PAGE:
You may want to add an online store…but your current website doesn’t support e-commerce.
Or you go to integrate with a new social media tool…but your platform is limited to outdated options.
Or you try to add new galleries…but your monthly website fee will double or even triple.
I see those types of situations too frequently. It’s heartbreaking to tell a small business owner that their expensive website isn’t capable of supporting their future growth.
Trust me, it gets very expensive to change platforms in the future.
Before you choose your website platform, review your website and business goals again. Ask yourself…
- What do I need my website to do now?
- What features are essential?
- What would I like to add in the future?
- What’s my budget?
- Who will maintain my website?
- How comfortable am I with the website tech?
Knowing those answers will help you narrow down the CMS options.
Full disclosure, I’m a WordPress gal. Over the years, I’ve tested platforms from Squarespace to Shopify. I now build exclusively on WordPress, and I think it’s the best platform for many small businesses and entrepreneurs.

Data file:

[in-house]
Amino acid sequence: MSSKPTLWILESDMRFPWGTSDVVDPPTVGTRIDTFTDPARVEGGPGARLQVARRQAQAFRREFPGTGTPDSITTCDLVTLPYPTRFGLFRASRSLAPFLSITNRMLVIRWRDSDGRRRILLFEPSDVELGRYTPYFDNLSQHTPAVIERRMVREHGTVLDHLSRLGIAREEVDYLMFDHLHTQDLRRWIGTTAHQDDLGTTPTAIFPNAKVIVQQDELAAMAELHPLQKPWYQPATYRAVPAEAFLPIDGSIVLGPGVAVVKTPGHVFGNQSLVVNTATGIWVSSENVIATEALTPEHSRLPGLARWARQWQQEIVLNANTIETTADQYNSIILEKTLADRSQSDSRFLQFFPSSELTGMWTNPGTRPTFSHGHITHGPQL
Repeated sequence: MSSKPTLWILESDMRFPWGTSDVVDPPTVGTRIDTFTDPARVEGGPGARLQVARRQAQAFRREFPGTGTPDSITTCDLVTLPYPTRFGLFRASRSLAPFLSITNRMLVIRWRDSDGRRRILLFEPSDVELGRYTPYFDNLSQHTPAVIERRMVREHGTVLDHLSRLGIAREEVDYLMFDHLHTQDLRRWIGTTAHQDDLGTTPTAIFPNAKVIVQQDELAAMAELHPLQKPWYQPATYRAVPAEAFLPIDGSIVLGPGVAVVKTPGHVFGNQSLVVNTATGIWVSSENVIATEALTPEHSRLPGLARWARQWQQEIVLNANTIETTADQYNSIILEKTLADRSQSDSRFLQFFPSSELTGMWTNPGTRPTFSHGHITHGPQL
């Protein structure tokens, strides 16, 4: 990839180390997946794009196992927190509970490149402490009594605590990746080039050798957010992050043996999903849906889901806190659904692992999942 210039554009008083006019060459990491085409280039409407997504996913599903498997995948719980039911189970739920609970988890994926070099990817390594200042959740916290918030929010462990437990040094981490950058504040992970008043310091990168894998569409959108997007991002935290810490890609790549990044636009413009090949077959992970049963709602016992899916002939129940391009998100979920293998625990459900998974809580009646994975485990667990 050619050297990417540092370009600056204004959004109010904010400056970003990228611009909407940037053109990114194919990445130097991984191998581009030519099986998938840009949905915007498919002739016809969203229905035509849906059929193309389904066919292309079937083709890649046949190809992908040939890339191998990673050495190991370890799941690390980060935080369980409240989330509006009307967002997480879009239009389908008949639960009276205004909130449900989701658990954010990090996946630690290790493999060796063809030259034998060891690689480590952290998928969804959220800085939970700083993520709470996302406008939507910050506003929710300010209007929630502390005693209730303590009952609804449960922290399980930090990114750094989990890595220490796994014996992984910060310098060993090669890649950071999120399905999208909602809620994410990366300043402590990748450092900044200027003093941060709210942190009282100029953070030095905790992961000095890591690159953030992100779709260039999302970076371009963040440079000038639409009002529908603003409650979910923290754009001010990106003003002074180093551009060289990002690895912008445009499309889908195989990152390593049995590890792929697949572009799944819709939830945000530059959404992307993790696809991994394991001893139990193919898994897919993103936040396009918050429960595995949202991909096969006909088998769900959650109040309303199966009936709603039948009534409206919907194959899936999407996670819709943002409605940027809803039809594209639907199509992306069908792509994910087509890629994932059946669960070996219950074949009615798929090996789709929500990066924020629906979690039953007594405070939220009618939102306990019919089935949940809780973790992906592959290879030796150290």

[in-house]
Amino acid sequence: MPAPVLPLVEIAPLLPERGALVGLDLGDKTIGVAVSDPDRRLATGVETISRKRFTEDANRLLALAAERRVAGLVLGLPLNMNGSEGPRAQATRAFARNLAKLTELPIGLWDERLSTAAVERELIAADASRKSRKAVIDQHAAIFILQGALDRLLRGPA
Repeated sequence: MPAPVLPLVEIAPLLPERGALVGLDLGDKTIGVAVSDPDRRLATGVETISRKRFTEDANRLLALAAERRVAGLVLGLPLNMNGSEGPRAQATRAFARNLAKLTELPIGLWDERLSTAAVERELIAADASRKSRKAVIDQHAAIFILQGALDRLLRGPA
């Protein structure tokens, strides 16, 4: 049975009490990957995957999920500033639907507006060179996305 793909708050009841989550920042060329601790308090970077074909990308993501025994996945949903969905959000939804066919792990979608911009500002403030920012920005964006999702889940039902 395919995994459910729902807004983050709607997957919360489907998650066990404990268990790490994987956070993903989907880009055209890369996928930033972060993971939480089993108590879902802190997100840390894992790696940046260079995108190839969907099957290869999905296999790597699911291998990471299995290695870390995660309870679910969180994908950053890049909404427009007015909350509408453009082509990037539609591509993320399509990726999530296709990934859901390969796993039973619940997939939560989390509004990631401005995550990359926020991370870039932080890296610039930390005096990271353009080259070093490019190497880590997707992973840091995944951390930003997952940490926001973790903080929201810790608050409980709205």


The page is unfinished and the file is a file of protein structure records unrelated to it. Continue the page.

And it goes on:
Design and feedback
Finally! We get to the design part of designing your website.
During this phase, your designer will layout pages and solicit your feedback.
Every designer has a different process. Some provide mock-ups, while others go straight into building pages. At Studio Anansi, we design your homepage and at least one subpage for feedback before we build the entire site.
No matter their process, it’s important that your designer share clear expectations and the timeline.
You may have a lot of communication.
You may have very little communication.
You may go weeks without hearing anything at all.
Your designer must be upfront about what you can expect in terms of communication, feedback, and edits during the design process.
Testing is an essential part of every web design project.
Tests include running through the site to confirm…
- Do navigation menu links work?
- Is all content updated from filler text?
- Are headings set correctly?
- Do images display on all devices?